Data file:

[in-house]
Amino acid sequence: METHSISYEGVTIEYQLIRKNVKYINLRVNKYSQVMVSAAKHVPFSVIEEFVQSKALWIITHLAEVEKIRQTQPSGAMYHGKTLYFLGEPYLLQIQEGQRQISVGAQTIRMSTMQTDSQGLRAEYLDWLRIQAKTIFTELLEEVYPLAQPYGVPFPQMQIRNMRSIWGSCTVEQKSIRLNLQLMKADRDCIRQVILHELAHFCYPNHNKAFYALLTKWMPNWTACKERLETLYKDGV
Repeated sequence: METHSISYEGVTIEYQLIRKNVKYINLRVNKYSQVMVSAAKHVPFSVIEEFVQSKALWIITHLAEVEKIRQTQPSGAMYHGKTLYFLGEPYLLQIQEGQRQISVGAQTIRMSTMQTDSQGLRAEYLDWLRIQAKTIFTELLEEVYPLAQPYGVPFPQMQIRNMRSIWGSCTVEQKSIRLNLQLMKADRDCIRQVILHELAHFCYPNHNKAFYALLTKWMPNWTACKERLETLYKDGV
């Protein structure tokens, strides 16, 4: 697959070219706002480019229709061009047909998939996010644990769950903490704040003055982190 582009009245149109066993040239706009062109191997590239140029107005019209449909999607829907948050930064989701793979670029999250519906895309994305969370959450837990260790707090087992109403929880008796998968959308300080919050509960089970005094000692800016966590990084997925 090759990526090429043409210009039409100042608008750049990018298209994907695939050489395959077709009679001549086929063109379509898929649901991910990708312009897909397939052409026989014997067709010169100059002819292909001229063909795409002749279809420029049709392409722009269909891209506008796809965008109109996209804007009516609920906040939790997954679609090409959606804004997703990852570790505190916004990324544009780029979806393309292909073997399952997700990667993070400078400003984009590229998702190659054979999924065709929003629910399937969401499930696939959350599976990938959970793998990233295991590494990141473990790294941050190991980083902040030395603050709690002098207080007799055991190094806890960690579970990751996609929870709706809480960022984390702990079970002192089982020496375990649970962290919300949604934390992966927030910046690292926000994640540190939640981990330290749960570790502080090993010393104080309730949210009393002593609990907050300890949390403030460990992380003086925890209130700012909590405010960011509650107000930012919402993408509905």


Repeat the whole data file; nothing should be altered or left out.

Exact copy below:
[in-house]
Amino acid sequence: METHSISYEGVTIEYQLIRKNVKYINLRVNKYSQVMVSAAKHVPFSVIEEFVQSKALWIITHLAEVEKIRQTQPSGAMYHGKTLYFLGEPYLLQIQEGQRQISVGAQTIRMSTMQTDSQGLRAEYLDWLRIQAKTIFTELLEEVYPLAQPYGVPFPQMQIRNMRSIWGSCTVEQKSIRLNLQLMKADRDCIRQVILHELAHFCYPNHNKAFYALLTKWMPNWTACKERLETLYKDGV
Repeated sequence: METHSISYEGVTIEYQLIRKNVKYINLRVNKYSQVMVSAAKHVPFSVIEEFVQSKALWIITHLAEVEKIRQTQPSGAMYHGKTLYFLGEPYLLQIQEGQRQISVGAQTIRMSTMQTDSQGLRAEYLDWLRIQAKTIFTELLEEVYPLAQPYGVPFPQMQIRNMRSIWGSCTVEQKSIRLNLQLMKADRDCIRQVILHELAHFCYPNHNKAFYALLTKWMPNWTACKERLETLYKDGV
């Protein structure tokens, strides 16, 4: 697959070219706002480019229709061009047909998939996010644990769950903490704040003055982190 582009009245149109066993040239706009062109191997590239140029107005019209449909999607829907948050930064989701793979670029999250519906895309994305969370959450837990260790707090087992109403929880008796998968959308300080919050509960089970005094000692800016966590990084997925 090759990526090429043409210009039409100042608008750049990018298209994907695939050489395959077709009679001549086929063109379509898929649901991910990708312009897909397939052409026989014997067709010169100059002819292909001229063909795409002749279809420029049709392409722009269909891209506008796809965008109109996209804007009516609920906040939790997954679609090409959606804004997703990852570790505190916004990324544009780029979806393309292909073997399952997700990667993070400078400003984009590229998702190659054979999924065709929003629910399937969401499930696939959350599976990938959970793998990233295991590494990141473990790294941050190991980083902040030395603050709690002098207080007799055991190094806890960690579970990751996609929870709706809480960022984390702990079970002192089982020496375990649970962290919300949604934390992966927030910046690292926000994640540190939640981990330290749960570790502080090993010393104080309730949210009393002593609990907050300890949390403030460990992380003086925890209130700012909590405010960011509650107000930012919402993408509905």